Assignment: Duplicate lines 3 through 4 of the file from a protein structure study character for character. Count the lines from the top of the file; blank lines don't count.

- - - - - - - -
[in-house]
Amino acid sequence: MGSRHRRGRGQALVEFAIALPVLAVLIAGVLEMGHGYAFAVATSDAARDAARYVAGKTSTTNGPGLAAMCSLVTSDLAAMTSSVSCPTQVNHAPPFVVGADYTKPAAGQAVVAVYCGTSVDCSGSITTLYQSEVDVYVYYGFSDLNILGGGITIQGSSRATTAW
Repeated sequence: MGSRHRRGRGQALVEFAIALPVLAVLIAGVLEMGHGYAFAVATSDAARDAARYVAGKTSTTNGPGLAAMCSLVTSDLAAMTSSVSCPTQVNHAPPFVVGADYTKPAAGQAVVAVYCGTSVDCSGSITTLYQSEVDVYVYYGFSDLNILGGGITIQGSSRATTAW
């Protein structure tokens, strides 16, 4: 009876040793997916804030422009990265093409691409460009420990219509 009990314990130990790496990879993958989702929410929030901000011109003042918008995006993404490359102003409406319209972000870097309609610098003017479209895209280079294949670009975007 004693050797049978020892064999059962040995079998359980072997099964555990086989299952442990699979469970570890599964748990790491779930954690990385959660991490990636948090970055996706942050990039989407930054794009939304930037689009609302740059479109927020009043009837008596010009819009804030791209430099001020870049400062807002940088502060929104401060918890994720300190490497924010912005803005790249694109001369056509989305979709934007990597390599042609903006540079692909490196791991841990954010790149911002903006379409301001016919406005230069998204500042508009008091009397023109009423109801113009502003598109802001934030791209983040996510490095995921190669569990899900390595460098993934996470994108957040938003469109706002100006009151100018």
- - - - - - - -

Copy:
Repeated sequence: MGSRHRRGRGQALVEFAIALPVLAVLIAGVLEMGHGYAFAVATSDAARDAARYVAGKTSTTNGPGLAAMCSLVTSDLAAMTSSVSCPTQVNHAPPFVVGADYTKPAAGQAVVAVYCGTSVDCSGSITTLYQSEVDVYVYYGFSDLNILGGGITIQGSSRATTAW
């Protein structure tokens, strides 16, 4: 009876040793997916804030422009990265093409691409460009420990219509 009990314990130990790496990879993958989702929410929030901000011109003042918008995006993404490359102003409406319209972000870097309609610098003017479209895209280079294949670009975007 004693050797049978020892064999059962040995079998359980072997099964555990086989299952442990699979469970570890599964748990790491779930954690990385959660991490990636948090970055996706942050990039989407930054794009939304930037689009609302740059479109927020009043009837008596010009819009804030791209430099001020870049400062807002940088502060929104401060918890994720300190490497924010912005803005790249694109001369056509989305979709934007990597390599042609903006540079692909490196791991841990954010790149911002903006379409301001016919406005230069998204500042508009008091009397023109009423109801113009502003598109802001934030791209983040996510490095995921190669569990899900390595460098993934996470994108957040938003469109706002100006009151100018």